The effects of alcoholism and smoking on advanced cancer patients admitted to an acute supportive/palliative care unit

Alessandra Casuccio, Claudio Adile, Sebastiano Mercadante, Alessandra Casuccio, Patrizia Ferrera

Risultato della ricerca: Articlepeer review

5 Citazioni (Scopus)


Aim: The aim of this prospective study was to determine the characteristics and symptom burden of advanced cancer patients with alcoholism problems and smoking, who were referred to an acute palliative/supportive care unit (ASPCU) of a comprehensive cancer center. Methods: Patientsâ characteristics, indications for admission, kind of admission, awareness of prognosis, and anticancer treatments were recorded. The Edmonton Symptom Assessment Scale (ESAS) was used to assess physical and psychological symptoms, and the CAGE questionnaire for the diagnosis of alcoholism. Patients were also divided in three groups: persistent smokers (PS), former smokers (FS), and non-smokers (NS). The Memorial Delirium Assessment Scale (MDAS) was used to assess the cognitive status of patients. Analgesic drugs and their doses at admission and discharge were recorded, as well opioid escalation index during hospital stay. Results: Three hundred fourteen consecutive cancer patients were surveyed. Forty-seven (14.9%), 143 (45.5%), and 124 (39.5%) subjects were PS-patients, FS-patients, and NS-patients, respectively. Sixteen patients were CAGE-positive. Females were more frequently NS, while males were more frequently FS (p = 0.0005). Statistical differences were also observed in disease awareness among the categories of smoking (p = 0.048). No statistical differences were found in ESAS items, except for drowsiness at T0 in NS-patients. Differences were found in OME and OEI, although the large variability of data did not determined a statistical difference. Higher values of nausea (at T0, p = 0.0005), dyspnea (at T0 and TX, p = 0.08 and 0.023, respectively), and well-being (at TX p = 0.003) were reported in CAGE-positive patients. No correlation was found between CAGE-positive patients and smokers. Conclusion: Although smoking and alcoholism have obvious implications in advanced cancer patients, data remain controversial, as present data did provide limited data to confirm risk factors for advanced cancer patients. Clinical response was not strongly influenced by these risk factors.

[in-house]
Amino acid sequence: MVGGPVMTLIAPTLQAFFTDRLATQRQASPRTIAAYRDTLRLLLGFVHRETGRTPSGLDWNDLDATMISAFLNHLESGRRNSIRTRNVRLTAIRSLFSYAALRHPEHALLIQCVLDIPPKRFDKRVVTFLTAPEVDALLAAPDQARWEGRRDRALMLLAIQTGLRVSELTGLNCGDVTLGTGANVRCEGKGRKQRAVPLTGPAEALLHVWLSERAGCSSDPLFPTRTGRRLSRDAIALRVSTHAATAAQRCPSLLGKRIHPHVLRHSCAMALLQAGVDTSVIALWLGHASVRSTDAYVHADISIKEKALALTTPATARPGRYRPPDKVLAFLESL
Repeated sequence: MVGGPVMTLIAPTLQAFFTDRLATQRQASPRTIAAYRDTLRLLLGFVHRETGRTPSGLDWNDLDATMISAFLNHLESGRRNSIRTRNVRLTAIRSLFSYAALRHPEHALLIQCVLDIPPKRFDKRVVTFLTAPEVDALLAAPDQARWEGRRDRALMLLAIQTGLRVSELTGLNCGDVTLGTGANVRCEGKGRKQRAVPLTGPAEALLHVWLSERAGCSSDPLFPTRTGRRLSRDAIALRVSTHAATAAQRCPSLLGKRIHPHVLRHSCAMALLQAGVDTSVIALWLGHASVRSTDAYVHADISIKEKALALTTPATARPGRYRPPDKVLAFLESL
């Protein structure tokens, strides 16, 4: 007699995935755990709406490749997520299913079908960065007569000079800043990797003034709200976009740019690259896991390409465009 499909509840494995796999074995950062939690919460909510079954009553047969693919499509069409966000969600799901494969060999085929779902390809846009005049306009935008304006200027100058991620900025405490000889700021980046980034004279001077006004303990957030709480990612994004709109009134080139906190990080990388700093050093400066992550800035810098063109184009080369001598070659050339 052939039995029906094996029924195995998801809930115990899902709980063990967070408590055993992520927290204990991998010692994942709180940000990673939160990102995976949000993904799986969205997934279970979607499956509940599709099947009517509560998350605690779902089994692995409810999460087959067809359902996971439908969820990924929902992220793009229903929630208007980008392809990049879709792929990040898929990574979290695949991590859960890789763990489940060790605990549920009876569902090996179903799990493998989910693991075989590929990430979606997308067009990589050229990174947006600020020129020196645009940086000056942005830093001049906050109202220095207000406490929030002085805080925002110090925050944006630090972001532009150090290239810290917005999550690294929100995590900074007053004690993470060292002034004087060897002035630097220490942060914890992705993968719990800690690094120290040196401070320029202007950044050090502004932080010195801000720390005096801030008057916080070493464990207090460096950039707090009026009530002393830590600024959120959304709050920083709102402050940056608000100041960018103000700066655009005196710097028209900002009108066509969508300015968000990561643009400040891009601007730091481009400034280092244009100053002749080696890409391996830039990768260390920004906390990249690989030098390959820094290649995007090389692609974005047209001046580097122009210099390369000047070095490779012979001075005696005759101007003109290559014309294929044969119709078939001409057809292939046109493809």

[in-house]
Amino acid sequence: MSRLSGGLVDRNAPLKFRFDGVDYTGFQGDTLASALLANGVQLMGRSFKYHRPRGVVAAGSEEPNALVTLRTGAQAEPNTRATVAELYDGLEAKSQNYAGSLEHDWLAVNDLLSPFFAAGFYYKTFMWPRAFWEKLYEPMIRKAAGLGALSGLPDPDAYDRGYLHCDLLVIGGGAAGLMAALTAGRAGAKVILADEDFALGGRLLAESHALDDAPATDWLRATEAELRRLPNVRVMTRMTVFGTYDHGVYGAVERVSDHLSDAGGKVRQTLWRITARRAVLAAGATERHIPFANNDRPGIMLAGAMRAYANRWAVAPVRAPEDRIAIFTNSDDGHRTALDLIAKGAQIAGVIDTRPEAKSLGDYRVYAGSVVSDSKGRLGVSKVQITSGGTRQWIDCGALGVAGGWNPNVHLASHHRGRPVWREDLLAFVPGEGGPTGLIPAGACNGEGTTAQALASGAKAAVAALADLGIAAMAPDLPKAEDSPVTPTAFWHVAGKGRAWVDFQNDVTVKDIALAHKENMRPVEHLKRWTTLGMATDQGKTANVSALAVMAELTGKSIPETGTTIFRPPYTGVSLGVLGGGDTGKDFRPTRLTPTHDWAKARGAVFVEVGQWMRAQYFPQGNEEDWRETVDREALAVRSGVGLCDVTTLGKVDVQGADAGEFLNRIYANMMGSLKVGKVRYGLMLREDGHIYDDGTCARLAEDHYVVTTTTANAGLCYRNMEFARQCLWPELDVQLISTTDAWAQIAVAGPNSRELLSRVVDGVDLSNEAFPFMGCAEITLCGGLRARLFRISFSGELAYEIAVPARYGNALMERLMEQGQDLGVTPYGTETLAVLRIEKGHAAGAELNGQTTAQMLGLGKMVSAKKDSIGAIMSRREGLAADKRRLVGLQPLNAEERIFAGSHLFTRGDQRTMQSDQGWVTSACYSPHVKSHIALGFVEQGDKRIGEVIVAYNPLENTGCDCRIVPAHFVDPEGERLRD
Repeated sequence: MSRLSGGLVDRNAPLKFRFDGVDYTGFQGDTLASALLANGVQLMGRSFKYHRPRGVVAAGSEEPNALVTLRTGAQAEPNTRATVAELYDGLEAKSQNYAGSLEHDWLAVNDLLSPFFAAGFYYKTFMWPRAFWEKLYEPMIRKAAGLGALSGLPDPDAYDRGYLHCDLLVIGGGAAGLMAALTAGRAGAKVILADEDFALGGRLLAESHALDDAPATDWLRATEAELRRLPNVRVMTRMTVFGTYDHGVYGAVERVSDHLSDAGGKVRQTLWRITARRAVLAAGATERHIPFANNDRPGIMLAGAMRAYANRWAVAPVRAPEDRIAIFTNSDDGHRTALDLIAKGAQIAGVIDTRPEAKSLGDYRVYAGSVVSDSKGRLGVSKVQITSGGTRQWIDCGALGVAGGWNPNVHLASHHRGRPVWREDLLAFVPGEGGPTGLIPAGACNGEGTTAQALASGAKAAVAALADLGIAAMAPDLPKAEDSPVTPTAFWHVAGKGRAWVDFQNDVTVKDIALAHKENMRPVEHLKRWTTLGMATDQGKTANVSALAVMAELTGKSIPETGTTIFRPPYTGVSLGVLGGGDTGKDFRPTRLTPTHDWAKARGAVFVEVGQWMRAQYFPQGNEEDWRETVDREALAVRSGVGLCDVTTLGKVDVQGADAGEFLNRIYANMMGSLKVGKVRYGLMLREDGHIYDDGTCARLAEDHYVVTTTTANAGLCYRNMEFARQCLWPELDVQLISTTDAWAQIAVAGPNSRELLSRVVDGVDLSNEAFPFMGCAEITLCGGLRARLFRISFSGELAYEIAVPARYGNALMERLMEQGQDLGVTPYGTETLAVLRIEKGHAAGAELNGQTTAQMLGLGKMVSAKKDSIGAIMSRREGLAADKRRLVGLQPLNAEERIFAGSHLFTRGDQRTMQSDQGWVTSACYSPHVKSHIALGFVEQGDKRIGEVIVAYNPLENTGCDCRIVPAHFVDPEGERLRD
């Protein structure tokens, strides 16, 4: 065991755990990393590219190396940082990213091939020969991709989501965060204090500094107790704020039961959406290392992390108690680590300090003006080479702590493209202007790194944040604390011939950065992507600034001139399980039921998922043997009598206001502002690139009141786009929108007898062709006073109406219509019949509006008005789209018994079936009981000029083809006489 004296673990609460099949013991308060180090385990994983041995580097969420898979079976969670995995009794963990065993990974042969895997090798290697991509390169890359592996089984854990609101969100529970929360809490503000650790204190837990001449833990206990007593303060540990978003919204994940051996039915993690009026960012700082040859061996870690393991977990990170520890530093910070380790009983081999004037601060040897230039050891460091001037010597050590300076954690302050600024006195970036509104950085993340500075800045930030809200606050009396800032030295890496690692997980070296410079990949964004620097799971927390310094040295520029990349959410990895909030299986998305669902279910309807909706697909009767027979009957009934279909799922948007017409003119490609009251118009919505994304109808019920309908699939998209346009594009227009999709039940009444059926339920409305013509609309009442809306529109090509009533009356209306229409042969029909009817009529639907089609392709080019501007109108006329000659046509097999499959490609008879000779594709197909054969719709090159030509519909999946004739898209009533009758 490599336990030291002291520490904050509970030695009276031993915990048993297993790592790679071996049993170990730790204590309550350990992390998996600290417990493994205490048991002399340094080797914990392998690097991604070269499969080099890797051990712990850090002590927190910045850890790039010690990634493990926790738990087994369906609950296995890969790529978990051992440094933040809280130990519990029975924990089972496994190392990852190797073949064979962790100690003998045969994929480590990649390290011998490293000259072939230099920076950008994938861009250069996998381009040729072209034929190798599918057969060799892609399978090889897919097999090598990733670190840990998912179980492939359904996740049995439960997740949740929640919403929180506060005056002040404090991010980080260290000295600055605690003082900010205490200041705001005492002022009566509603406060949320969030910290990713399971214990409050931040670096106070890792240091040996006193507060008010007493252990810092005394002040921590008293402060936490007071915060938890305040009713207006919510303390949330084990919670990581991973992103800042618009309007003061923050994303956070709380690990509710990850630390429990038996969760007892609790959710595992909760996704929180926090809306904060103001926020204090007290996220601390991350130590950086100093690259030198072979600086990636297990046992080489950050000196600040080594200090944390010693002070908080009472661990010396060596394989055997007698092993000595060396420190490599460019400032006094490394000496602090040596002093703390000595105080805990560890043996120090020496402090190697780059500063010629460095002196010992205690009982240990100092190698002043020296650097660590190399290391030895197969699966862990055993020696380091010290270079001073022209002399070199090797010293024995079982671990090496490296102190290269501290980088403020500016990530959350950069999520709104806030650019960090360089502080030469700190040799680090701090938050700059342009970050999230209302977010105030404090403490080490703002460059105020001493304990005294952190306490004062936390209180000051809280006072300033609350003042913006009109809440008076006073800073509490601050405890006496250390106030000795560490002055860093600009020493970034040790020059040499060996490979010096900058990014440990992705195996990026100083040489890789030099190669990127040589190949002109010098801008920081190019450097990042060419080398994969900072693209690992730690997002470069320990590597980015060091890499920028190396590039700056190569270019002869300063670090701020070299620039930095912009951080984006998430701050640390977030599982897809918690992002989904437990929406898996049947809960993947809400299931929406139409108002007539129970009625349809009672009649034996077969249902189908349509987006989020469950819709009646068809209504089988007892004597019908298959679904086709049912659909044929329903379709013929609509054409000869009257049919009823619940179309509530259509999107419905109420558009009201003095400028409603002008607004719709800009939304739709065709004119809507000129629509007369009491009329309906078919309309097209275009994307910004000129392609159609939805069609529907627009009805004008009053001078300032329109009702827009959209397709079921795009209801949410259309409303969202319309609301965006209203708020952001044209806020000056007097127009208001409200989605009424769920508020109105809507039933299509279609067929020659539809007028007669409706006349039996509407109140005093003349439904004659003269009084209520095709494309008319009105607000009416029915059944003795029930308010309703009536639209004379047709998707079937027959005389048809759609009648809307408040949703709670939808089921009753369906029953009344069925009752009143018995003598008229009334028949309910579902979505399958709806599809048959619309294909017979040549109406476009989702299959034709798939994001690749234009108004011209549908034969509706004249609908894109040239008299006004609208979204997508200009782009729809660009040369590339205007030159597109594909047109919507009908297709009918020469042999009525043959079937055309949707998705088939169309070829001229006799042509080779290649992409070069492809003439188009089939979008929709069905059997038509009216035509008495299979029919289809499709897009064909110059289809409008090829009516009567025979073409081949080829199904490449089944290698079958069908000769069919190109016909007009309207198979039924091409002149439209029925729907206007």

Lingua originaleEnglish
pagine (da-a)2147-2153
Numero di pagine7
RivistaSupportive Care in Cancer
Stato di pubblicazionePublished - 2017

All Science Journal Classification (ASJC) codes

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